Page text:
The week before last, I was in Saskatchewan attending my brother’s wedding not too far from Prince Albert.
One of the first things I said when I drove through Barrhead on Sept. 4 was, “Sweet Christmas*, are they still working on 50th Avenue? When is that project getting done?”
(* I did not actually say Sweet Christmas, as I am not Marvel superhero Luke Cage. My actual phrasing was somewhat inappropriate for publication in a community newspaper.)
From what I’ve read on Facebook, I think most of Barrhead is pretty sick of that construction project. But what’s an inconvenience for most of us is potentially a business-killer for the shops and restaurants along that street.
That’s why I’m definitely sympathetic to Leals and Teal restaurant owner Samira Mahmoud, who came to the Town of Barrhead mid-August asking for some financial compensation and was denied.
Likewise, my sympathies also go to Calvin Schultz, owner of the Classic Furniture Gallery. Calvin contacted me last week to express his frustrations with the total lack of actual work being done on the street, and told me that since the project had began, he had lost an estimated $50,000 in sales.
You can read more about Calvin’s struggles on Page 6 of this week’s Town & Country if you’re inclined, along with some recommendations from the Canadian Federation of Independent Business (CFIB) that I thought was relevant.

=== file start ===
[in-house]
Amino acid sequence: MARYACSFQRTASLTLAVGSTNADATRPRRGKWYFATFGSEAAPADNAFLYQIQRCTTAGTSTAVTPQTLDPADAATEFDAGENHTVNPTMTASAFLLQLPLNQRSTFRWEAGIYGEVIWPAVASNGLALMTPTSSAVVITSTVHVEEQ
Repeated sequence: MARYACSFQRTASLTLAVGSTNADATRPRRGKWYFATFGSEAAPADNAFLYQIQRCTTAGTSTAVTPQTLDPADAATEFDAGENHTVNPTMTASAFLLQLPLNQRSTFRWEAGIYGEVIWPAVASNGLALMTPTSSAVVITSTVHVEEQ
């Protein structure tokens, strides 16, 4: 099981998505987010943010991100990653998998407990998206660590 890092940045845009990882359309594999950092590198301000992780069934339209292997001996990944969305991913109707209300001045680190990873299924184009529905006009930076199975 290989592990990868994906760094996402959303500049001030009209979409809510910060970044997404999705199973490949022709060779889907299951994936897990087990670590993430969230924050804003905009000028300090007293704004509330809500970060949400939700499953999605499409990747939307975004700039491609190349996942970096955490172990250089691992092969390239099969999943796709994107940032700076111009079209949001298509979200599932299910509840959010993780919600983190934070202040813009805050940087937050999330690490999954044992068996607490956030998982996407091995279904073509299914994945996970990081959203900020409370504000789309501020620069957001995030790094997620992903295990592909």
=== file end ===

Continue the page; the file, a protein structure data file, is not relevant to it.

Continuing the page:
See, the CFIB actually did a survey earlier this year and determined that Barrhead businesses are hardly unique when it comes to a loss in revenue as a result of roadwork.
In fact, it’s a scenario that’s played out across the country; of the 65,000 businesses polled, seven out of 10 were dissatisfied with how local municipalities handled the negative impact of construction projects.
The CFIB has pushed for more municipalities to implement a compensation program to assist businesses that have lost revenue, either in the form of a tax break or a straight cash payment. They also called for better communication, better management of these infrastructure projects, better planning to avoid “they tear up my street every two years” repeat scenarios and the establishment of a “no surprises” rule.
I think that last point is the most relevant to this situation, as I have heard the businesses along 50th Avenue were given very little notice.
If the town is reluctant to give out money to businesses because of the bad precedent it sets, that’s one thing. But I think this project could have been managed a lot better at the outset.
I don’t know when the bid for the 50th Avenue road rehabilitation was awarded, but it couldn’t have been a week before the work actually started. And if the town is actually pushing the contractor to get done, I see no indication of that in the stationary construction equipment simply sitting along the street.
I hate to be too harsh to the town, but I really think they’ve wronged some local businesses. If the damage can’t be rectified, then they need to take steps to ensure it doesn’t happen again.